Self‑monitoring of Blood Glucose can be Misleading without Periodic Re‑calibration of Glucose Meters: A Pilot Study

  • Kenneth Ogar Inaku
  • Eyam Sunday Eyam
  • Emin Johnson Emin
  • Onuche Lawrence Onuche
Keywords: Diabetes mellitus, point of care testing, self‑monitoring of blood glucose


Introduction/Background: Diabetes mellitus is highly prevalent in both developed and developing countries today affecting about 429
million adults globally and is expected to rise by 147% to 629 million in 2045. Effective management of diabetes mellitus requires the
periodic measurement of fasting plasma glucose. Self‑monitoring blood glucose has been used to achieve this for over three decades
now. This study, therefore, assesses the performance of three blood glucose meters used by patients with diabetes in our environment.

Materials and Methods: This study adopted a comparative analytical prospective design that involved three of the frequently used glucose meters in our environment namely RUBY®, ONCALL®, and FINETEST®. Glucose calibrators of increasing concentrations from 40 mg/dL to 200 mg/dL were prepared from a freshly constituted 1800 mg/dl stock solution of glucose. Sera obtained from five patients were assayed along with control sera using a routine laboratory method (glucose oxidase [GOX]) for standardization and the three glucose meters simultaneously and the results were compared for statistical differences on Microsoft Excel using means and standard deviation. P ≤ 0.05 was set as a level of significance.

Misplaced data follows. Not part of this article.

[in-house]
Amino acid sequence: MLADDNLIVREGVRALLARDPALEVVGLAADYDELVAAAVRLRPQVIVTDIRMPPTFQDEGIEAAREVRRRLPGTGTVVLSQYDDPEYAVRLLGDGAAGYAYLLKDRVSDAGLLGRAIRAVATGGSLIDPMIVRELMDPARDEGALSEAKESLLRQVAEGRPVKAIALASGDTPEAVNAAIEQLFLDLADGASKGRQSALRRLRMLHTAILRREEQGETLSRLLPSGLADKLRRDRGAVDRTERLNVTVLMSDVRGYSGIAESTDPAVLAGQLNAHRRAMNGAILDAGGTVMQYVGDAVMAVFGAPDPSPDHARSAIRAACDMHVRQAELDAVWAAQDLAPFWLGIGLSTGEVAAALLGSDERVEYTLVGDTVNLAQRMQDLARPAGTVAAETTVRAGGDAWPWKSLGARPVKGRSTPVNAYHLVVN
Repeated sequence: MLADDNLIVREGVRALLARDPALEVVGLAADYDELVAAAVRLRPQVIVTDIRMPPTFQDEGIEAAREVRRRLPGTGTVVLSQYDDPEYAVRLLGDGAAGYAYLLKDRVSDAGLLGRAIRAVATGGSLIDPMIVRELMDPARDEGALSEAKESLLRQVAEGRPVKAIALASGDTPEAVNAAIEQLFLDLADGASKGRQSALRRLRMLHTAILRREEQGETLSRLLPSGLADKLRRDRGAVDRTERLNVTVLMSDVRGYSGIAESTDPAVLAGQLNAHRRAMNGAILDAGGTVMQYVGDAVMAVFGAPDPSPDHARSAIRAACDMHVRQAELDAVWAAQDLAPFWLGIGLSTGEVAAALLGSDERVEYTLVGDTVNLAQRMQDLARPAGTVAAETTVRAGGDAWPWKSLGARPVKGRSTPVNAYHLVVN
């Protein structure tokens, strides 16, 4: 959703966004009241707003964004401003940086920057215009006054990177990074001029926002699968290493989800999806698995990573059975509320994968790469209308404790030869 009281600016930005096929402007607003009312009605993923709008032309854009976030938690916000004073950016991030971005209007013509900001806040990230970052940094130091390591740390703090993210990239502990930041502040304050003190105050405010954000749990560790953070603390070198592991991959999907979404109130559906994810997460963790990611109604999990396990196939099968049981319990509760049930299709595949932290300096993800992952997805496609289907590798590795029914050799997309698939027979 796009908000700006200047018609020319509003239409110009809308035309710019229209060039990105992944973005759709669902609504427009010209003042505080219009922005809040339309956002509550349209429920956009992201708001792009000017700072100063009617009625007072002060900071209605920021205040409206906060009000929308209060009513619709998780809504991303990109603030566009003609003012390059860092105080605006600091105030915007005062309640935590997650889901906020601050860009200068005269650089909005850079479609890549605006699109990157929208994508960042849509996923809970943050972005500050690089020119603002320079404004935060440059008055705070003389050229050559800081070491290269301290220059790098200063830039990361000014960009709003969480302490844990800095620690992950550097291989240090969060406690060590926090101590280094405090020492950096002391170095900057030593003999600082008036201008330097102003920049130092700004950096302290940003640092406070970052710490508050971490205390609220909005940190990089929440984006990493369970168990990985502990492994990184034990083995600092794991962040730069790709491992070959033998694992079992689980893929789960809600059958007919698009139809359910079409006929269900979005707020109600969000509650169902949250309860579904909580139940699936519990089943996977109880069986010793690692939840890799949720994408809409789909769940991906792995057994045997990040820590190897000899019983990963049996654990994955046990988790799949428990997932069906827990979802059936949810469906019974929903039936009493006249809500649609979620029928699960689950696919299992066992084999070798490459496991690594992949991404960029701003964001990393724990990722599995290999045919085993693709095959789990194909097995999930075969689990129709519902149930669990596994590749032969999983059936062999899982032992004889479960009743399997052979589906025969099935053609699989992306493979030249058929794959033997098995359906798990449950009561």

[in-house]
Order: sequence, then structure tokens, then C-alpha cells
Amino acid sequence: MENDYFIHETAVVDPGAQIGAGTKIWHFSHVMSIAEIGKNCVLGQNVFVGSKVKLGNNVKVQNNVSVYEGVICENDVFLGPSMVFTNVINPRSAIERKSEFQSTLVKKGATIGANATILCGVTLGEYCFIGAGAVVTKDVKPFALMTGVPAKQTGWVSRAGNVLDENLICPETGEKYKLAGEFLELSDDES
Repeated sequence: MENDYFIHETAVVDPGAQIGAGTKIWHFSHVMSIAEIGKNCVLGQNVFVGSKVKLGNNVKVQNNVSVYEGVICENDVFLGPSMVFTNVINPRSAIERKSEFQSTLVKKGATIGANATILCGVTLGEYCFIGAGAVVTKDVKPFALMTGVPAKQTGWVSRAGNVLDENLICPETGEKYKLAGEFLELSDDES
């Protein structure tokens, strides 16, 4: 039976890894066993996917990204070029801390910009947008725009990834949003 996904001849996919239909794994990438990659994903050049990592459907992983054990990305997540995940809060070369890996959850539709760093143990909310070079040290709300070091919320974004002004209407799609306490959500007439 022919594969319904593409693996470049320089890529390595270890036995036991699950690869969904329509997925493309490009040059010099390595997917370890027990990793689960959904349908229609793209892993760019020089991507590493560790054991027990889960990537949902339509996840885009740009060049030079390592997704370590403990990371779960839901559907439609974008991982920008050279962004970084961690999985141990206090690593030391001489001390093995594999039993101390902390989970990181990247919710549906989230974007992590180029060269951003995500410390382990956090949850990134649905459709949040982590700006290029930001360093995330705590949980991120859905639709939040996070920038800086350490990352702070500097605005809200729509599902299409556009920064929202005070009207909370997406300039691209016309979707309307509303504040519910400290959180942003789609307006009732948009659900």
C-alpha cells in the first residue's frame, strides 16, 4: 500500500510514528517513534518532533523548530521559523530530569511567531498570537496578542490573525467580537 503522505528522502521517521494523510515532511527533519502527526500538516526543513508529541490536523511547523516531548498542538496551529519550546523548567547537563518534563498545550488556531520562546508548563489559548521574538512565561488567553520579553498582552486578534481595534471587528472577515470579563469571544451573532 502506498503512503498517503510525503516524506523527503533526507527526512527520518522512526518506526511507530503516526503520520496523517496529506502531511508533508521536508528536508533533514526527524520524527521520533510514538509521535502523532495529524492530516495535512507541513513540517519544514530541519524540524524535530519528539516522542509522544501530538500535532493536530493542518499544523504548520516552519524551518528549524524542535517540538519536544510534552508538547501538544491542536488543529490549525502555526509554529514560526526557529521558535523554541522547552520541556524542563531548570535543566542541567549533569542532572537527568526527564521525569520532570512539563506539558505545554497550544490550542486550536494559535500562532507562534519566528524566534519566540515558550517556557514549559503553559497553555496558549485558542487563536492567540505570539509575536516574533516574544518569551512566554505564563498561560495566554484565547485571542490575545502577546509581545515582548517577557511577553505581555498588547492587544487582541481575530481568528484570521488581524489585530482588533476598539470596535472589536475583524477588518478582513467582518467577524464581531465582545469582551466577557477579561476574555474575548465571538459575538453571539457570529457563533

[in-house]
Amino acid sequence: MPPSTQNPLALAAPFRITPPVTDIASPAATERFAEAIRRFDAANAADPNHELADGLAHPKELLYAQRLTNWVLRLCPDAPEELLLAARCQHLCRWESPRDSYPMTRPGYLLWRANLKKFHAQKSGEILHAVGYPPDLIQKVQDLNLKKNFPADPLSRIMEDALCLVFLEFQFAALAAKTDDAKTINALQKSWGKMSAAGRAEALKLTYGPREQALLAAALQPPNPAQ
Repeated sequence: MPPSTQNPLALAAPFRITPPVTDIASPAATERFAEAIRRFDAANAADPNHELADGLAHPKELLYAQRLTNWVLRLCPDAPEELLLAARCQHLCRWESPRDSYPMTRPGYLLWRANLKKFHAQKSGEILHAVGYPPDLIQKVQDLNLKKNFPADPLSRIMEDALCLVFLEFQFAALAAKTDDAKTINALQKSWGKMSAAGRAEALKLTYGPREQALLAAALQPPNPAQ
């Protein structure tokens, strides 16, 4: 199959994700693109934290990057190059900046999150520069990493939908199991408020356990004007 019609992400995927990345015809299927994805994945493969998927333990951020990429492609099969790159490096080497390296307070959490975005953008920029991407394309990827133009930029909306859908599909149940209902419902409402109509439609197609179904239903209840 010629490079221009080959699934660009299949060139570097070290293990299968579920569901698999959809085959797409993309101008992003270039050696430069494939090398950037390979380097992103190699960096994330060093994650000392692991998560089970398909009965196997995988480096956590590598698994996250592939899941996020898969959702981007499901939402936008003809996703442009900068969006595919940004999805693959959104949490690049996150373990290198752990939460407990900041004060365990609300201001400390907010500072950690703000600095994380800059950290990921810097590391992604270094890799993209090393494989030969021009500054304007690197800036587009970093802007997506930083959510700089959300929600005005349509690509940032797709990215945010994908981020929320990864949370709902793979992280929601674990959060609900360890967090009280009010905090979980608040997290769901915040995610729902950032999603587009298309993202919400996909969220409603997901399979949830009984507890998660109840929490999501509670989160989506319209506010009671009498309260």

Results: The mean glucose values of calibrators (120 ± 63.3) were statistically significantly different from the mean glucose values of the RUBY (139.6 ± 80.9), (P = 0.0118) and the ONCALL (188.8 ± 82.1), (P ≤ 0.0001) glucose meters, respectively. The percentage increase in blood glucose estimation by the RUBY and ONCALL devices was 115.8% and 157.3% respectively. The FINETEST glucose meter overestimated glucose by 232.0% higher than the laboratory GOX method even though there was no statistical significance (P = 0.062) between the two means. The percentage imprecision for the different glucose meters was: RUBY 9.5%, FINETEST 14.8%, and ONCALL 18.2%.

Conclusion: Quality control should be used routinely in the use of point of care testing glucose measurements and devices should be
sent to the central laboratory periodically for recalibration to avoid mismanagement of diabetic patients on hypoglycaemic drugs.

Keywords: Diabetes mellitus, point of care testing, self‑monitoring of blood glucose


Journal Identifiers

eISSN: 2667-0526
print ISSN: 1115-2613